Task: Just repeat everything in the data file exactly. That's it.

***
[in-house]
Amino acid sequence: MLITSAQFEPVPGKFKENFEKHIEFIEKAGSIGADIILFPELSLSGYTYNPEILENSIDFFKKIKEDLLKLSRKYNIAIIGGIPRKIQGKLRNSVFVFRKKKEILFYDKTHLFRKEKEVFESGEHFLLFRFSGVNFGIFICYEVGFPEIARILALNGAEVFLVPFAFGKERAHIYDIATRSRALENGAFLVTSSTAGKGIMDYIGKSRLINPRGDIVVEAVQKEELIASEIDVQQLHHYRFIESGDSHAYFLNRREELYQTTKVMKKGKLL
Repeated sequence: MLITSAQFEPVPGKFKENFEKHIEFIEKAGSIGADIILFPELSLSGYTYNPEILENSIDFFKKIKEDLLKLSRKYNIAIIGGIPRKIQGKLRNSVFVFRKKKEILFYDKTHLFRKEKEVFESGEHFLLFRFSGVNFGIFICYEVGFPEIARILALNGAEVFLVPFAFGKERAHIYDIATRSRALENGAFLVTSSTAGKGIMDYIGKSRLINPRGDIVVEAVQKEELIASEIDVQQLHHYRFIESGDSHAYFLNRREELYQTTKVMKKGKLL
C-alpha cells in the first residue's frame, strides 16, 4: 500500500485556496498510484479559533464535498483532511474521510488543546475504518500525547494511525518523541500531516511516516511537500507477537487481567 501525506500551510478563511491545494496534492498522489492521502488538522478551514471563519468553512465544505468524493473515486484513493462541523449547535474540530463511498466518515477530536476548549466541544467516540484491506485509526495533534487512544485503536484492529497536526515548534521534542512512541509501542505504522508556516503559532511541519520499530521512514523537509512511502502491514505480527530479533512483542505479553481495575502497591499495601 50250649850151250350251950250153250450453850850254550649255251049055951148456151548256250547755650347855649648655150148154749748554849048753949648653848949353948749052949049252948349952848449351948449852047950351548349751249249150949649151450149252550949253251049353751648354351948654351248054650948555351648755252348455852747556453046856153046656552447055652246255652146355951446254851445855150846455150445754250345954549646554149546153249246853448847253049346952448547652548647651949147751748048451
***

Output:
[in-house]
Amino acid sequence: MLITSAQFEPVPGKFKENFEKHIEFIEKAGSIGADIILFPELSLSGYTYNPEILENSIDFFKKIKEDLLKLSRKYNIAIIGGIPRKIQGKLRNSVFVFRKKKEILFYDKTHLFRKEKEVFESGEHFLLFRFSGVNFGIFICYEVGFPEIARILALNGAEVFLVPFAFGKERAHIYDIATRSRALENGAFLVTSSTAGKGIMDYIGKSRLINPRGDIVVEAVQKEELIASEIDVQQLHHYRFIESGDSHAYFLNRREELYQTTKVMKKGKLL
Repeated sequence: MLITSAQFEPVPGKFKENFEKHIEFIEKAGSIGADIILFPELSLSGYTYNPEILENSIDFFKKIKEDLLKLSRKYNIAIIGGIPRKIQGKLRNSVFVFRKKKEILFYDKTHLFRKEKEVFESGEHFLLFRFSGVNFGIFICYEVGFPEIARILALNGAEVFLVPFAFGKERAHIYDIATRSRALENGAFLVTSSTAGKGIMDYIGKSRLINPRGDIVVEAVQKEELIASEIDVQQLHHYRFIESGDSHAYFLNRREELYQTTKVMKKGKLL
C-alpha cells in the first residue's frame, strides 16, 4: 500500500485556496498510484479559533464535498483532511474521510488543546475504518500525547494511525518523541500531516511516516511537500507477537487481567 501525506500551510478563511491545494496534492498522489492521502488538522478551514471563519468553512465544505468524493473515486484513493462541523449547535474540530463511498466518515477530536476548549466541544467516540484491506485509526495533534487512544485503536484492529497536526515548534521534542512512541509501542505504522508556516503559532511541519520499530521512514523537509512511502502491514505480527530479533512483542505479553481495575502497591499495601 50250649850151250350251950250153250450453850850254550649255251049055951148456151548256250547755650347855649648655150148154749748554849048753949648653848949353948749052949049252948349952848449351948449852047950351548349751249249150949649151450149252550949253251049353751648354351948654351248054650948555351648755252348455852747556453046856153046656552447055652246255652146355951446254851445855150846455150445754250345954549646554149546153249246853448847253049346952448547652548647651949147751748048451